March 01, 2024

Biden Administration Aims to Address National Security Risks to the U.S. Auto Industry

At a Glance

  • President Biden has ordered the U.S. Department of Commerce (“Commerce”) to investigate the national security risks posed by Chinese technology used in connected vehicles (CVs).
  • Per an Advanced Notice of Proposed Rulemaking (ANPRM), Commerce is seeking public input on a wide variety of issues to inform the administration as it develops regulations to “secure and safeguard the Information and Communications Technology and Services (ICTS) supply chain” for CVs.
  • The deadline for public comments is April 30, 2024.

On February 29, 2024, the U.S. Department of Commerce announced that it is launching an investigation into the national security risks posed by Chinese-manufactured technology embedded in connected vehicles (CVs). Such technology includes both software (e.g., systems used to communicate via short-range communication, cellular telecommunications connectivity, satellite communication or other wireless spectrum connectivity) and hardware (e.g., integrated components used in conjunction with safety applications designed to increase situational awareness and reduce traffic accidents through vehicle-to-vehicle (V2V), vehicle-to-infrastructure (V2I) and vehicle-to-everything (V2X) communications).

Per contemporaneous statements made by administration officials, the underlying concern behind such technology is that it could be used to disrupt U.S. critical infrastructure or facilitate the mass collection of information on U.S. persons via its connection, for example, to the driver’s smartphones or other nearby CVs.

As reflected in President Biden’s statement accompanying the announcement, such concern within the administration — and also among lawmakers on Capitol Hill — has become more acute given China’s growing market position in the electric vehicle sector.

Advanced Notice of Proposed Rulemaking

Per the ANPRM, Commerce is seeking information to support the Bureau of Industry and Security’s (BIS) potential regulation of ICTS that is “integral to CVs.” Specifically, Commerce is seeking feedback on the following issues, among others:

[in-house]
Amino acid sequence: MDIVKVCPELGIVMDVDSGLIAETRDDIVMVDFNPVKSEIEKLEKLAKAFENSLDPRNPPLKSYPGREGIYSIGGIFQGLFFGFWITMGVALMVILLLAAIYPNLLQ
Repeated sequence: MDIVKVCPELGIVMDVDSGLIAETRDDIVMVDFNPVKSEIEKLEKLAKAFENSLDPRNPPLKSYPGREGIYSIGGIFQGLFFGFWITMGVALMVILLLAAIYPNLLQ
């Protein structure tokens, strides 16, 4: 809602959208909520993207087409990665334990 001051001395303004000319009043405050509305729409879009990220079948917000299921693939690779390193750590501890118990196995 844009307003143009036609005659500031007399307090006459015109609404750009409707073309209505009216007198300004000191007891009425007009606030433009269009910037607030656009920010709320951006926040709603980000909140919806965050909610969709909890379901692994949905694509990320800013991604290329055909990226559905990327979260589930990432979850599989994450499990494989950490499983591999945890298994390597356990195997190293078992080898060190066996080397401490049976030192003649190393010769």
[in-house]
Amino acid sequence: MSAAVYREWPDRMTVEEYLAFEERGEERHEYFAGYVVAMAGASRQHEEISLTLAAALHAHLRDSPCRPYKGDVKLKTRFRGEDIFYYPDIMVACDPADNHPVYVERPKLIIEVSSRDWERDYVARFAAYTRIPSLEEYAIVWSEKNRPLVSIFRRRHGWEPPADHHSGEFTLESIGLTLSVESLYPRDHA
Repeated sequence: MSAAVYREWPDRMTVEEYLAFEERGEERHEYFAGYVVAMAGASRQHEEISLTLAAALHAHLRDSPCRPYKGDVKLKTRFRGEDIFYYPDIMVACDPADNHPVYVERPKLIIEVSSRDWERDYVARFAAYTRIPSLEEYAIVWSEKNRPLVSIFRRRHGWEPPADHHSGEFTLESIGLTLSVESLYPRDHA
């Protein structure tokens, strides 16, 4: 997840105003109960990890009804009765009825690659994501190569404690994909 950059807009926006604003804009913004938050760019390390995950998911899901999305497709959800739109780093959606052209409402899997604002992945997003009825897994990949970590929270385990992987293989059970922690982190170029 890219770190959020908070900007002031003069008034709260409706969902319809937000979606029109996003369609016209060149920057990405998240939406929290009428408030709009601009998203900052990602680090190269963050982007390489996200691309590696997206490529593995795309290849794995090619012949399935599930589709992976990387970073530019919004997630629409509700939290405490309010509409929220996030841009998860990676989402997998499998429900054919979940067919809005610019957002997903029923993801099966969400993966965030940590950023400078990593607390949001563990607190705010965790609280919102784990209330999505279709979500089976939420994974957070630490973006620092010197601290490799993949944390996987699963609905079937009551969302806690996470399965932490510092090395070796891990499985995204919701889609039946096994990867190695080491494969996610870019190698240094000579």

• the applicable definition of “connected vehicle” or “CV”
  • the supply chain for CVs in the United States, and particularly its connection to China
  • the categories of ICTS (e.g., software or hardware) that are “integral to CVs operating in the United States”
  • the risks associated with CVs, including, but not limited to, risks associated with data collection and connectivity (e.g., via cloud-based services that provide onboard systems with external data streams such as geolocation, streaming service, assistance service and emergency notifications)
  • the potential regulatory measures available to address identified risks
  • the establishment of a process whereby the public may request approval to engage in an otherwise prohibited transaction by demonstrating that the risk to U.S. national security is sufficiently mitigated in the context of a particular transaction
  • the potential economic impact to U.S. businesses if Commerce imposes new regulations on CV-related ICTS

Per the announcement, all public comments must be submitted on or before April 30, 2024.

Looking Ahead

Of note, the investigation marks the inaugural use of authority established by Executive Order (EO) 13873, “Securing the Information and Communications Technology and Services Supply Chain” (May 15, 2019), which delegates to the U.S. Secretary of Commerce the authority to prohibit or impose mitigation measures on any ICTS transaction subject to U.S. jurisdiction that poses “undue” or “unacceptable risk” to U.S. national security or the safety of U.S. persons.

Although the announcement did not result in any new trade barriers on Chinese-origin electric vehicles or CV technology, Biden administration officials have indicated that the investigation could result in U.S. trade restrictions down the road, including, for example, increased tariffs on Chinese-origin vehicles.

In Congress, some lawmakers have recently advocated for a more aggressive approach. For example, on February 28, 2024, Senator Josh Hawley (R-MO) introduced the “Protecting American Autoworkers From China Act,” a bill that would raise tariffs on vehicles imported from China to 125%. This would be executed, in part, by raising duties on Chinese-origin vehicles to 100%, which would then be added to the 25% tariffs currently imposed under Section 301 of the Trade Act of 1974. Although Senator Hawley’s bill, in its current form, is unlikely to see any movement in this Congress, it reflects a heightened focus on Capitol Hill with respect to China’s impact on the U.S. auto industry.

For More Information

If you wish to submit public comments in response to the February 29, 2024, ANPRM, or if you have any questions about these matters, please contact any member of the Faegre Drinker customs and international trade team for further details.

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